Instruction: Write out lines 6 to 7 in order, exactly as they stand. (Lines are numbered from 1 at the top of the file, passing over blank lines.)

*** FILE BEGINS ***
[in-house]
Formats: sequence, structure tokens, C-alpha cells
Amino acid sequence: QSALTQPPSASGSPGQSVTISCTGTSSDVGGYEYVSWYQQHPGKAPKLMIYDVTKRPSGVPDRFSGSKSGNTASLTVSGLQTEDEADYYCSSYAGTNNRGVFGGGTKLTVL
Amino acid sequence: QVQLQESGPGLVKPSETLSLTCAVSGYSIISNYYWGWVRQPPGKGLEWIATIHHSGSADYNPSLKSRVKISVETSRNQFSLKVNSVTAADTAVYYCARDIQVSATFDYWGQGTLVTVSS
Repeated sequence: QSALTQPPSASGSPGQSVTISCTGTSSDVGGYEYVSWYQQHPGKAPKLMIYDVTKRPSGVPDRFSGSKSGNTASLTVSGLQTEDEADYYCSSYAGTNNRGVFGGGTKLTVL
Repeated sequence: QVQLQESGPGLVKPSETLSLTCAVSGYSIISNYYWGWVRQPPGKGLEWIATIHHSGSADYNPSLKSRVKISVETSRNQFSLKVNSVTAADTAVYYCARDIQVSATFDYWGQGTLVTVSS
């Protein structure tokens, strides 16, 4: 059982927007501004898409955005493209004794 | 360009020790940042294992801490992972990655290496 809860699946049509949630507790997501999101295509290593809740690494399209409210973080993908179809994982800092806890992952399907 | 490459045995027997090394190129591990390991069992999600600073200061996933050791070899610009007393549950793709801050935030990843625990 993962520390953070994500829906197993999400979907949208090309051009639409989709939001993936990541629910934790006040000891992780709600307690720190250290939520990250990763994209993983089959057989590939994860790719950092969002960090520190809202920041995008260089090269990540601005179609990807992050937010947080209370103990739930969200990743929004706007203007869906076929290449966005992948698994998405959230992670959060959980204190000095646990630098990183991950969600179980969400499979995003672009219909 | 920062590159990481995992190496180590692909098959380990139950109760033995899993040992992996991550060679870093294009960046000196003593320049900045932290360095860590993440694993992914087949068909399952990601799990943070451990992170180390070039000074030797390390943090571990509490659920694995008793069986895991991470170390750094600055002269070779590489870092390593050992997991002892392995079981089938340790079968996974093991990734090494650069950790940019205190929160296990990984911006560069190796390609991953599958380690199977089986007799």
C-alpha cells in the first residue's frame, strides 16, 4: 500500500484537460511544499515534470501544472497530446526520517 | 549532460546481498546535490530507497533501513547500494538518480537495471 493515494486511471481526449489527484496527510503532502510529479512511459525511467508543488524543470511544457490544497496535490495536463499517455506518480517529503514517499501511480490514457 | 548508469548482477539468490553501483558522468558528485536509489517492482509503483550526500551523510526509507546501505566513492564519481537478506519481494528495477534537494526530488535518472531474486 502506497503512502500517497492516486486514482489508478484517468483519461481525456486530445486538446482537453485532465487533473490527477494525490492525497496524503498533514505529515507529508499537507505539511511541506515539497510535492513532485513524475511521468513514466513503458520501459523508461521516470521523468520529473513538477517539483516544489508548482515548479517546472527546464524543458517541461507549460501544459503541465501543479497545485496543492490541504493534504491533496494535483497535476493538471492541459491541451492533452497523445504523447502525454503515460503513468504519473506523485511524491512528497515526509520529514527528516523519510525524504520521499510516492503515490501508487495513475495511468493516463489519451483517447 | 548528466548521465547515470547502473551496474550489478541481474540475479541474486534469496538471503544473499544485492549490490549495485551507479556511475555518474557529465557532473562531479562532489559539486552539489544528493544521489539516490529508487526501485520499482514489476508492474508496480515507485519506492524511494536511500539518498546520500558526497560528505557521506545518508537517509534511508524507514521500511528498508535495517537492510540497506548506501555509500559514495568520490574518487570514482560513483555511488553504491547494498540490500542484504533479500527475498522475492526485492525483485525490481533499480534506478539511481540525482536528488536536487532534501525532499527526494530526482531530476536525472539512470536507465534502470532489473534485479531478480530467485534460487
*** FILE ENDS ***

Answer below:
Repeated sequence: QVQLQESGPGLVKPSETLSLTCAVSGYSIISNYYWGWVRQPPGKGLEWIATIHHSGSADYNPSLKSRVKISVETSRNQFSLKVNSVTAADTAVYYCARDIQVSATFDYWGQGTLVTVSS
């Protein structure tokens, strides 16, 4: 059982927007501004898409955005493209004794 | 360009020790940042294992801490992972990655290496 809860699946049509949630507790997501999101295509290593809740690494399209409210973080993908179809994982800092806890992952399907 | 490459045995027997090394190129591990390991069992999600600073200061996933050791070899610009007393549950793709801050935030990843625990 993962520390953070994500829906197993999400979907949208090309051009639409989709939001993936990541629910934790006040000891992780709600307690720190250290939520990250990763994209993983089959057989590939994860790719950092969002960090520190809202920041995008260089090269990540601005179609990807992050937010947080209370103990739930969200990743929004706007203007869906076929290449966005992948698994998405959230992670959060959980204190000095646990630098990183991950969600179980969400499979995003672009219909 | 920062590159990481995992190496180590692909098959380990139950109760033995899993040992992996991550060679870093294009960046000196003593320049900045932290360095860590993440694993992914087949068909399952990601799990943070451990992170180390070039000074030797390390943090571990509490659920694995008793069986895991991470170390750094600055002269070779590489870092390593050992997991002892392995079981089938340790079968996974093991990734090494650069950790940019205190929160296990990984911006560069190796390609991953599958380690199977089986007799």